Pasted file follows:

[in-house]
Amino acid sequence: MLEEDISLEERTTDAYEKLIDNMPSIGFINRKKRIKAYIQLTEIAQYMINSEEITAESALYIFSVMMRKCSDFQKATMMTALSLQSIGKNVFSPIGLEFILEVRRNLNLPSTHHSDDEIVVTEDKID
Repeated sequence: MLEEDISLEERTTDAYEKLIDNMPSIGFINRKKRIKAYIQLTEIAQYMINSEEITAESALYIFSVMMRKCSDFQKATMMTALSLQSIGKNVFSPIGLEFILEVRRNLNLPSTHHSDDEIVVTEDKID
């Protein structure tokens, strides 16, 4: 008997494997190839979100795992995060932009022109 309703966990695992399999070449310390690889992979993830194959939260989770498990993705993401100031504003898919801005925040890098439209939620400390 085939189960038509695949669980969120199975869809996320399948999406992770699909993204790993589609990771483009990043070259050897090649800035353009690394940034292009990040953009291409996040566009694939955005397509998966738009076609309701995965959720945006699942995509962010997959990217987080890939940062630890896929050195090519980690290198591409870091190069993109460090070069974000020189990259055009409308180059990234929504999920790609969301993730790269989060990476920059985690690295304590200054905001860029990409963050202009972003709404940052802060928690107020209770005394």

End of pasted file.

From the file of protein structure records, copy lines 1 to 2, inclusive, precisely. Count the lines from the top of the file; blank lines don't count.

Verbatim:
[in-house]
Amino acid sequence: MLEEDISLEERTTDAYEKLIDNMPSIGFINRKKRIKAYIQLTEIAQYMINSEEITAESALYIFSVMMRKCSDFQKATMMTALSLQSIGKNVFSPIGLEFILEVRRNLNLPSTHHSDDEIVVTEDKID